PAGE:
Active shooter exercise provides security, preparation, safety for Misawa
Misawa Air Base, JAPAN -- After the tragic shooting of U.S. military personnel in Chattanooga, Tennessee, on July 16, 2015, the Department of Defense reviewed its force protection policies, programs and procedures to help combat the challenging security environment in which military members operate.
To put this into practice, Misawa AB enacted one of its bi-annual active shooter exercises, July 29, which covered the DOD’s three lines of effort: improving physical and procedural security, improving mass warning and alert notification capabilities, and augmenting security.
“Active shooter incidents are becoming more prevalent in today's world - this is why each and every defender must be prepared and ready at a moment's notice,” said Staff Sgt. Karla Wilson, 35th Security Forces Squadron flight sergeant of alpha flight. “Practice makes perfect. Knowing how to improve our strengths and fix our weakness is the best way to prepare for if this were to occur later on.”
The exercise not only challenged and prepared Airmen in the event of a similar real world scenario, but also ensured they have the ability to maintain mission readiness.
“This exercise allows us to put into practice skills vital to the Air Force mission,” said Wilson. “It gauges how knowledgeable and skilled defenders are in situations such as this, and what we can do to improve.”
The wing conducts these exercises with little to no notice, testing the proficiency of each unit involved and readiness of all base personnel.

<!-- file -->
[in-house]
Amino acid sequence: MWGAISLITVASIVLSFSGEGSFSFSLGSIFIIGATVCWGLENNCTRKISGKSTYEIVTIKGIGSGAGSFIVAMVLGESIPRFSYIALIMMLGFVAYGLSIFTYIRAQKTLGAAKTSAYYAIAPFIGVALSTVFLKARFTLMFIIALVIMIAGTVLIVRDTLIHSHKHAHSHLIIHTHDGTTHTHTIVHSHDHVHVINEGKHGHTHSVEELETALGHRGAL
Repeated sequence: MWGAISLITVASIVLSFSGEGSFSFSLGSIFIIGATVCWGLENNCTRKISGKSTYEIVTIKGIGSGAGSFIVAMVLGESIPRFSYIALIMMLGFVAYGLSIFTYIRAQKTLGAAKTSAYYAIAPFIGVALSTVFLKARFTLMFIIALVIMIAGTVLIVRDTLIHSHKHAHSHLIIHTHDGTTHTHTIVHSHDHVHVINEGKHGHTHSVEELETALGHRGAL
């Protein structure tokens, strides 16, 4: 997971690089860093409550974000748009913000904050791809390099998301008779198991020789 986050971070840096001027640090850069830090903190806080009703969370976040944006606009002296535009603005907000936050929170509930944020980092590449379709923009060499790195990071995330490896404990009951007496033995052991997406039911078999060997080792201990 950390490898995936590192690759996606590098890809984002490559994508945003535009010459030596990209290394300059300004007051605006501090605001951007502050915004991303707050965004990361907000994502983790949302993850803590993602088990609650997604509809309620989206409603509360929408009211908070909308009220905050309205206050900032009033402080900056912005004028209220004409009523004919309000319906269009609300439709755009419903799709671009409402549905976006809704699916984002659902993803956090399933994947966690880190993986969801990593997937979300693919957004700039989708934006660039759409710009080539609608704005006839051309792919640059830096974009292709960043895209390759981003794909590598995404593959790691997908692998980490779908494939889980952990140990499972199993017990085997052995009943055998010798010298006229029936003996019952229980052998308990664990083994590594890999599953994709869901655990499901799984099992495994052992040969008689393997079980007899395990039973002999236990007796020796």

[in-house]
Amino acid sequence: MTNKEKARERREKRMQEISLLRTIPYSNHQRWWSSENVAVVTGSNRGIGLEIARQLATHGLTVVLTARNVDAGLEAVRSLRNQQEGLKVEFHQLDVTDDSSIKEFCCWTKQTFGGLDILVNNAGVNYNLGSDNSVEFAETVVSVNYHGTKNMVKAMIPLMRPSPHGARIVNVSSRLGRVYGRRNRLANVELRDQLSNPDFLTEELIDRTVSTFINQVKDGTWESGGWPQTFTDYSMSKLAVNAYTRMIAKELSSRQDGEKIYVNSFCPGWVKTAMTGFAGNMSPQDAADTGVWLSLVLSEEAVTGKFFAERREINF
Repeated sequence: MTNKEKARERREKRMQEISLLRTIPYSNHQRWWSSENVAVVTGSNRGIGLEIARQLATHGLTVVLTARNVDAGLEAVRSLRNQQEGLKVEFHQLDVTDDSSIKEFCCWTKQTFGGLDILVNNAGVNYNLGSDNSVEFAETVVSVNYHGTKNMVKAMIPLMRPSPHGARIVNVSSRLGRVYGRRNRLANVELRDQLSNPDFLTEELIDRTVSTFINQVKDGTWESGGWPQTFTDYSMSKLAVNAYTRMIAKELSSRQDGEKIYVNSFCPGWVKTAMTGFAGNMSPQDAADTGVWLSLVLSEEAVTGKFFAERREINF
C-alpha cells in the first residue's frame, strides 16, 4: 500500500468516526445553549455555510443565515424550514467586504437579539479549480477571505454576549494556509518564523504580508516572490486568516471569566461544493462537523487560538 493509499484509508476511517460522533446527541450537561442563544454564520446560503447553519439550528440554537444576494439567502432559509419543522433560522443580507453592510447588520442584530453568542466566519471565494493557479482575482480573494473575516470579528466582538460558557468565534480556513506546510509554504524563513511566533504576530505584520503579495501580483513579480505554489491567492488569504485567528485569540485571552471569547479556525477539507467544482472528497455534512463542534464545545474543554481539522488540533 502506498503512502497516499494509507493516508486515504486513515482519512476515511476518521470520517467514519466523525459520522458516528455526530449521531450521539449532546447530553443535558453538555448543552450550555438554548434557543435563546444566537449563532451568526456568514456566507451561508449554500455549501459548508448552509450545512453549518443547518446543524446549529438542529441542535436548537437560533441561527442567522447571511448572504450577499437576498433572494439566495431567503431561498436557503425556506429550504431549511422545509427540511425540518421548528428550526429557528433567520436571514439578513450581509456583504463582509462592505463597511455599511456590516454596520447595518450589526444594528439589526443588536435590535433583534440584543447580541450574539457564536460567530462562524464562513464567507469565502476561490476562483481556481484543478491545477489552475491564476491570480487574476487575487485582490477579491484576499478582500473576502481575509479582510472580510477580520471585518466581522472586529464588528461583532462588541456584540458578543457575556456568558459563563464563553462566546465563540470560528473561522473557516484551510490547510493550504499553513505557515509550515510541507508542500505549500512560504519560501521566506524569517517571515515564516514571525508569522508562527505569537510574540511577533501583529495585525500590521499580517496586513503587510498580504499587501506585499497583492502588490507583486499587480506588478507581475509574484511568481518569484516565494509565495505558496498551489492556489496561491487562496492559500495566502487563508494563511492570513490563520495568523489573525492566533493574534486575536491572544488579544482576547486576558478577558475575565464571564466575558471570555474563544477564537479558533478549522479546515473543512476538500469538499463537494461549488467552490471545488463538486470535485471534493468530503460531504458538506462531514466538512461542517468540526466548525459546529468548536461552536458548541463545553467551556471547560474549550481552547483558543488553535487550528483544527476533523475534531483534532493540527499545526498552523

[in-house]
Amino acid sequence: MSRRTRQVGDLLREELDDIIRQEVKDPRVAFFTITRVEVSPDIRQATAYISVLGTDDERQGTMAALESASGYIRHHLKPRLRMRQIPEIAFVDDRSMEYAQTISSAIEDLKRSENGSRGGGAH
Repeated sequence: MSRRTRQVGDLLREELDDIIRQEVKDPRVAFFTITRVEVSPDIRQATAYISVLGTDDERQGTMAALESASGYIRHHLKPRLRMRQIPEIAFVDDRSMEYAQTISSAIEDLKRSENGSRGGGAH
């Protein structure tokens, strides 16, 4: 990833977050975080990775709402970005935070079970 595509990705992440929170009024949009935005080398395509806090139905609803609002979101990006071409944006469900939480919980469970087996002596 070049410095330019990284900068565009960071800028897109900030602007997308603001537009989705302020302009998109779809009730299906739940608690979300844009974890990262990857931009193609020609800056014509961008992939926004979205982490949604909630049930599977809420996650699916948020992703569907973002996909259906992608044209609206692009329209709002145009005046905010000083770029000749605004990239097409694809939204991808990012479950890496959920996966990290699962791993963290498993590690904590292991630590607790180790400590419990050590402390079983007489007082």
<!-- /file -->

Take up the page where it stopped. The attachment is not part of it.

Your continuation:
“It can be difficult to respond in a moment’s notice, however, we conduct exercises such as this for that very reason,” said Wilson. “There's little time to waste and most of what we do is consistently drilled to the point in which we automatically do it through muscle memory.”
Although these exercises only last a few hours, months of planning go into the preparation of each exercise, ensuring every minute detail is reviewed to maintain a safe training environment.
“It takes a long time to plan this; there’s a lot of coordination between the various units involved,” said Master Sgt. Elizabeth Ehrnschwender, 35th Fighter Wing Inspector General self-assessment program manager. “During the initial planning stages of the exercise we did a lot of the behind the scenes work such as coordination, setting up meetings, sending out tasks and planning the master scenario events listing. During the exercise itself, we go out to the scene, make sure people are where they should be, ensure safety and evaluate how everyone responds.”
At the end of the day, Airmen across Misawa pulled together to ensure the safety and protection of every individual on base.
“We know today’s exercise was not easy or fun for the base population to be involved in,” said Ehrnschwender. “But we can’t emphasis enough how important it is to be prepared and to make sure everyone knows their role in case something like this actually happens.”